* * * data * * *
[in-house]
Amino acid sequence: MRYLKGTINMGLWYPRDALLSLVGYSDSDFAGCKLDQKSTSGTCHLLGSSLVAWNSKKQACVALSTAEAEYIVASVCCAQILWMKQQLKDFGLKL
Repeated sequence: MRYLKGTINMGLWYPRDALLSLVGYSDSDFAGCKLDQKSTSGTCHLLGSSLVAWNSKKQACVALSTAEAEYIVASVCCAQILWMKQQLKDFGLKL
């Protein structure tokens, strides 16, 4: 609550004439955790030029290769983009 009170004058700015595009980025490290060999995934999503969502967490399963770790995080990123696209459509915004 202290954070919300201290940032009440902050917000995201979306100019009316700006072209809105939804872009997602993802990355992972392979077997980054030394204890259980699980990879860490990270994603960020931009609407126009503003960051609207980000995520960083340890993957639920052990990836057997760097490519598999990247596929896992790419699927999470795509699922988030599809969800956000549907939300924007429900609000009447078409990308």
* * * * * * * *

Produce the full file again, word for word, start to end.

[in-house]
Amino acid sequence: MRYLKGTINMGLWYPRDALLSLVGYSDSDFAGCKLDQKSTSGTCHLLGSSLVAWNSKKQACVALSTAEAEYIVASVCCAQILWMKQQLKDFGLKL
Repeated sequence: MRYLKGTINMGLWYPRDALLSLVGYSDSDFAGCKLDQKSTSGTCHLLGSSLVAWNSKKQACVALSTAEAEYIVASVCCAQILWMKQQLKDFGLKL
């Protein structure tokens, strides 16, 4: 609550004439955790030029290769983009 009170004058700015595009980025490290060999995934999503969502967490399963770790995080990123696209459509915004 202290954070919300201290940032009440902050917000995201979306100019009316700006072209809105939804872009997602993802990355992972392979077997980054030394204890259980699980990879860490990270994603960020931009609407126009503003960051609207980000995520960083340890993957639920052990990836057997760097490519598999990247596929896992790419699927999470795509699922988030599809969800956000549907939300924007429900609000009447078409990308």